Monday, March 29, 2010

American Hardwoods: Aspen

Spectacluar displays of color in red and yellow, the aspen is the common name for trees in the Populus genus. A nearly round leaf on flattened leaf stems with the ability to twist and bend the leaves (without a whisp of wind) giving the tree the appearance of quaking. This shaky movement defines the aspen with nicknames like Trembling Aspen or Quaking Aspen.

They typically grow in clonal colonies from a single seedling, supported by a massive root system that can outlive the trees (40 - 150 years) by thousands of years. One colony in Utah is considered to be 80,000 years old. Aspen colonies can survive forest fires, since the roots are below the heat from fire.

The ancient woodlands of the aspen are gaining popularity in forestry, because of the fast growth rate and ability to regnerate from sprouts and does not require sowing or planting.

Aspen sapwood is white and soft with a light brown hearwood. It's low flammability makes it ideal for wooden striking matches. Wood of the aspen has a very low bending classification that reduces spliting from nailing and makes it easier to tool. Specialized uses include sauna interiors and chopsticks.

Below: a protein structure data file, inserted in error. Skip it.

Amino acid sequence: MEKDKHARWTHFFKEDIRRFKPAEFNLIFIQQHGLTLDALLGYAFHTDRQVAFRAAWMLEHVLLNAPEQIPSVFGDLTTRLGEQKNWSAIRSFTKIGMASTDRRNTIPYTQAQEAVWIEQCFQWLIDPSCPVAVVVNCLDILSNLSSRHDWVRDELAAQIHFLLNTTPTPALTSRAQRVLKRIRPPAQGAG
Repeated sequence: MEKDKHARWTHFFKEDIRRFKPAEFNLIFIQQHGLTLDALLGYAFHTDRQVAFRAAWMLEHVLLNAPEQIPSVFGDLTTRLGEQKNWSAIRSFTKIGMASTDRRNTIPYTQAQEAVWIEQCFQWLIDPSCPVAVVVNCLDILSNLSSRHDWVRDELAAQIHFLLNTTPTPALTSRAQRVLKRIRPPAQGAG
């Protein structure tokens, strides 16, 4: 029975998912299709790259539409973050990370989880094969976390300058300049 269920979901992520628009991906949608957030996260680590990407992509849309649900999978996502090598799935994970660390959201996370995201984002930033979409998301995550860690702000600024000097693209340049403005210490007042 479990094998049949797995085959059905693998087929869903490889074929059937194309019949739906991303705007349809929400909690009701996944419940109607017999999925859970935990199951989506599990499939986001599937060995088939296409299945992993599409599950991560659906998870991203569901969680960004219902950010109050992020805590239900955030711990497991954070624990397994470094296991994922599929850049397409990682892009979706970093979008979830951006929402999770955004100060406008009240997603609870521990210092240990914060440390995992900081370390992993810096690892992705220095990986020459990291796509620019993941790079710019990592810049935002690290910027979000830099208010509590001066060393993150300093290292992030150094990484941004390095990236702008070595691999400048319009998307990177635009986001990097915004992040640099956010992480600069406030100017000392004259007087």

Aspens contain compounds related to aspirin, and their leaves and leaf buds has been used to treat burns, irritations, aches and swollen joints. Bitter herbal tea from leaves and bark has been used to treat mild urinaty tract inflammations.

If you should want to hug an aspen, I would totally understand!

Join us next week when we find Basswood in the American Hardwood series on Edge of the Wildwood.

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